The use of Paracelsus' laudanum was introduced to Western medicine in 1527, when Philip Aureolus Theophrastus Bombast von Hohenheim returned from his wanderings in Arabia with a famous sword, within the pommel of which he kept "Stones of Immortality" compounded from opium thebaicum, citrus juice, and "quintessence of gold". The name "Paracelsus" was a pseudonym signifying him the equal or better of Aulus Cornelius Celsus, whose text, which described the use of opium or a similar preparation, had recently been translated and reintroduced to medieval Europe. The Canon of Medicine, the standard medical textbook that Paracelsus burned in a public bonfire three weeks after being appointed professor at the University of Basel, also described the use of opium, though many Latin translations were of poor quality. Laudanum was originally the sixteenth-century term for a medicine associated with a particular physician that was widely well-regarded, but became standardized as "tincture of opium", a solution of opium in ethyl alcohol, which Paracelsus has been credited with developing. During his lifetime, Paracelsus was viewed as an adventurer who challenged the theories and mercenary motives of contemporary medicine with dangerous chemical therapies, but his therapies marked a turning point in Western medicine. In the seventeenth century laudanum was recommended for pain, sleeplessness, and diarrhea by Thomas Sydenham, the renowned "father of English medicine" or "English Hippocrates", to whom is attributed the quote, "Among the remedies which it has pleased Almighty God to give to man to relieve his sufferings, none is so universal and so efficacious as opium."Use of opium as a cure-all was reflected in the formulation of mithridatium described in the 1728 Chambers Cyclopedia, which included true opium in the mixture. Subsequently, laudanum became the basis of many popular patent medicines of the nineteenth century.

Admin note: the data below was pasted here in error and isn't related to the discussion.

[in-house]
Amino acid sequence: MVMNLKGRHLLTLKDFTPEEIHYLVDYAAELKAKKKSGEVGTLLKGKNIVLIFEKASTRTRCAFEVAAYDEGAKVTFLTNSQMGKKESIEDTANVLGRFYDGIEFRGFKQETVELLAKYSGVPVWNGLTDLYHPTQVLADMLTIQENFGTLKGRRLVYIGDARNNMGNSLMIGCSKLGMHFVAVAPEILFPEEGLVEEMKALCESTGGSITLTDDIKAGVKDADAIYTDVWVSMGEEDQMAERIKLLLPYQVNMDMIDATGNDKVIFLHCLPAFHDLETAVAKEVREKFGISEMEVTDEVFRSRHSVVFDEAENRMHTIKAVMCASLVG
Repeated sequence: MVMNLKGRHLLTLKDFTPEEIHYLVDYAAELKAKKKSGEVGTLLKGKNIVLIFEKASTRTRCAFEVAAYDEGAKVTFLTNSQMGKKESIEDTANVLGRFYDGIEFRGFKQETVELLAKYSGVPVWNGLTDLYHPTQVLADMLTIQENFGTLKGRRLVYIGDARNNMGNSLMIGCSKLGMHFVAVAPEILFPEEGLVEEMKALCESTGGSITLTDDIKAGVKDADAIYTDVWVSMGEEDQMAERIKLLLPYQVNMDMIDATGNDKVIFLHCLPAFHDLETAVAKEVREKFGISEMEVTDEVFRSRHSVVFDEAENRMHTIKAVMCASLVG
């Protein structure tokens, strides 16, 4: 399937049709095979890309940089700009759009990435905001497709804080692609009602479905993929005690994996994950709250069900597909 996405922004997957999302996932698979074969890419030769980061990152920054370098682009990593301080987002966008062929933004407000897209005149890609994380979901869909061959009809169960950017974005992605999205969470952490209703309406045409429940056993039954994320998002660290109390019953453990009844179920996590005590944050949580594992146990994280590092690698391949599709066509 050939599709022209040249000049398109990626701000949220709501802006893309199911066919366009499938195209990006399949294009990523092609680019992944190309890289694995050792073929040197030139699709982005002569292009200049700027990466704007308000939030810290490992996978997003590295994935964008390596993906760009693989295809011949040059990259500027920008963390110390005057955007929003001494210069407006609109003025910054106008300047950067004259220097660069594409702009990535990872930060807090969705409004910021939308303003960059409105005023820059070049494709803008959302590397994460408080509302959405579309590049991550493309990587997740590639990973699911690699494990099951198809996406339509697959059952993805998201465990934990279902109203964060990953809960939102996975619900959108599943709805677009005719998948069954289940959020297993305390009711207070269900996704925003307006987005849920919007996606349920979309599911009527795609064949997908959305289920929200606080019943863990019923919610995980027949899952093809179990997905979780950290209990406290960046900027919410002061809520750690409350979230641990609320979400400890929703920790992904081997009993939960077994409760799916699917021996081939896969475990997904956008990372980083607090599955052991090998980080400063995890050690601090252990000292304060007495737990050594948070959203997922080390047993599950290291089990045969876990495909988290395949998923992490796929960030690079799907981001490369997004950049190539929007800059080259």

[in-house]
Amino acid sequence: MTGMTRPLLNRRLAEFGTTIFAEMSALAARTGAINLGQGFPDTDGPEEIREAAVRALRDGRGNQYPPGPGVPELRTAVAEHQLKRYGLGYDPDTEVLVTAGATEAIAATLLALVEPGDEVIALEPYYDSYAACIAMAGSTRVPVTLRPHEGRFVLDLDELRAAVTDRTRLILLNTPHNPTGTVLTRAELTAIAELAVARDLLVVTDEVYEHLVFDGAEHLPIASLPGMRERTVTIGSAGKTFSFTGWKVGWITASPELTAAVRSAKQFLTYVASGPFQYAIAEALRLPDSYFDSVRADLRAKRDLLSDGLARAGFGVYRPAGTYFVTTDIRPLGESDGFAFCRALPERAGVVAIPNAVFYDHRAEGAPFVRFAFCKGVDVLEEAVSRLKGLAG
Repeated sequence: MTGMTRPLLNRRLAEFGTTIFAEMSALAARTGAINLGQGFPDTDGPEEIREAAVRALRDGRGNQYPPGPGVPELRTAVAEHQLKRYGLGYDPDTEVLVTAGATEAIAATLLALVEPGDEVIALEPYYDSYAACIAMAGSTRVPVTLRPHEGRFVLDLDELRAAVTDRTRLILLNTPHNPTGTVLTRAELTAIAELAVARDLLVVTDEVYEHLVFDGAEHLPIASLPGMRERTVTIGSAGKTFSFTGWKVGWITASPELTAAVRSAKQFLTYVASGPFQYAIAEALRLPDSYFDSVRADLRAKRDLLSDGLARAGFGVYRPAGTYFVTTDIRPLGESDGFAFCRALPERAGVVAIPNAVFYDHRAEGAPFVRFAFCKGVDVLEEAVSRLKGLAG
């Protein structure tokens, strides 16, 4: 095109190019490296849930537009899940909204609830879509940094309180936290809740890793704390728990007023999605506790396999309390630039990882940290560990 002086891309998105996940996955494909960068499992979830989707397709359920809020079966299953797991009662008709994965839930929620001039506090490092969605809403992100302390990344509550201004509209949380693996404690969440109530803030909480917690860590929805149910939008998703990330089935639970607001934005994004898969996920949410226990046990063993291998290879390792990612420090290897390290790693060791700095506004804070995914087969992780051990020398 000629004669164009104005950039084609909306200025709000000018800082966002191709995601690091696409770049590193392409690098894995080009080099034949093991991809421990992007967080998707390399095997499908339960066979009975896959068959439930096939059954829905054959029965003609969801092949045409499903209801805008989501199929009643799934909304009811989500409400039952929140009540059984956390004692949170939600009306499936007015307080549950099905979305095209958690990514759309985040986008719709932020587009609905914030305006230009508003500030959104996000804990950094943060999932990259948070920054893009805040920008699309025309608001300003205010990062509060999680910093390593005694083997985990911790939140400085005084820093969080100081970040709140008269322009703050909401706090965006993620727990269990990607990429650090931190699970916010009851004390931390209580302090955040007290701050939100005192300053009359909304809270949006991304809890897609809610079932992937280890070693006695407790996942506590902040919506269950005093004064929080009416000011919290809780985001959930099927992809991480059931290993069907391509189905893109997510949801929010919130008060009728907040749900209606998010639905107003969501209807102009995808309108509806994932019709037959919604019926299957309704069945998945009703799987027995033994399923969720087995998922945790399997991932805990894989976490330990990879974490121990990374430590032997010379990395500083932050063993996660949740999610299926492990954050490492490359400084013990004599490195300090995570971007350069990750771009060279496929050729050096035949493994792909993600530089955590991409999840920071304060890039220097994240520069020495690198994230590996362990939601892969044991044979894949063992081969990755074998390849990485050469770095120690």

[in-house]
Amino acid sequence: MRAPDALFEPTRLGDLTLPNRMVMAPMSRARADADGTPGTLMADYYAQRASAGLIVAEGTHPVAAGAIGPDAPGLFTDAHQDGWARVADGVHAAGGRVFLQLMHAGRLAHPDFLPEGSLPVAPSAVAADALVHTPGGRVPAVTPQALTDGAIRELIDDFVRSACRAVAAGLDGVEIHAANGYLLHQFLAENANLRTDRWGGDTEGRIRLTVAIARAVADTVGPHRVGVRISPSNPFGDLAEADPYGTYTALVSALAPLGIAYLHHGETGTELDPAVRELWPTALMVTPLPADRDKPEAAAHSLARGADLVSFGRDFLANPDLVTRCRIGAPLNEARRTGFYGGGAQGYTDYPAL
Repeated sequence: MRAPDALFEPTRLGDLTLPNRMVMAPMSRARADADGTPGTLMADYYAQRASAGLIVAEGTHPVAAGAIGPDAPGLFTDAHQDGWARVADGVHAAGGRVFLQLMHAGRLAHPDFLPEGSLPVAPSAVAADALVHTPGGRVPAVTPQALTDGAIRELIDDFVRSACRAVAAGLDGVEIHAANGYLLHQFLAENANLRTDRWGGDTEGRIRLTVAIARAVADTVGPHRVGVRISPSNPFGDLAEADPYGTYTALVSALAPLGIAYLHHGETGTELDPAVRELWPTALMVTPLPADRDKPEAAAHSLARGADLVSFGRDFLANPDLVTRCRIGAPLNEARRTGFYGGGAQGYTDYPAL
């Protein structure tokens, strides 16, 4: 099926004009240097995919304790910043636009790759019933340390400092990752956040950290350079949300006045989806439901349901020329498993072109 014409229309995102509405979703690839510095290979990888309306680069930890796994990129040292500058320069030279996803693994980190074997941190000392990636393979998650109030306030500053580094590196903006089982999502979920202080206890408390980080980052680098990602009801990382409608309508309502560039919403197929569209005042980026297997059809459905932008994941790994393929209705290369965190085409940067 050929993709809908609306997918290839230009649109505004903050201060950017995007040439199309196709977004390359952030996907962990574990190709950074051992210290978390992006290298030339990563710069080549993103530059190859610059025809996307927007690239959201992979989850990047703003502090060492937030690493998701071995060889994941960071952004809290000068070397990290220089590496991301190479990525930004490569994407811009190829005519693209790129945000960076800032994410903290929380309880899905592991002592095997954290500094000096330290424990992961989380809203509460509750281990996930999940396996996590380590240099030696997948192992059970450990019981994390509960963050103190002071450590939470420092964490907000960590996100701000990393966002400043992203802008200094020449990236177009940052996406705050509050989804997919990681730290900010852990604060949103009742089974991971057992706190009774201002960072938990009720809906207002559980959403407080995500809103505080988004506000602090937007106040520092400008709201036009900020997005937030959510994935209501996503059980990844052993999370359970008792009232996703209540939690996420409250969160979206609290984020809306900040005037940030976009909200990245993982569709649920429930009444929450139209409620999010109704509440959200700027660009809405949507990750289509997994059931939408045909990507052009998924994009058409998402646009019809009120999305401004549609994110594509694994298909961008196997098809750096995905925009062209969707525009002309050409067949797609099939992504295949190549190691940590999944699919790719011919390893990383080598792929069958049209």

The standard medical use of opium persisted well into the nineteenth century. U.S. president William Henry Harrison was treated with opium in 1841, and in the American Civil War, the Union Army used 2.8 million ounces of opium tincture and powder and about 500,000 opium pills. During this time of popularity, users called opium "God's Own Medicine".
The most important reason for the increase in opiate consumption in the United States during the 19th century was the prescribing and dispensing of legal opiates by physicians and pharmacist to women with ”female problems” (mostly to relieve painful menstruation). Between 150,000 and 200,000 opiate addicts lived in the United States in the late 19th century and between two-thirds and three-quarters of these addicts were women.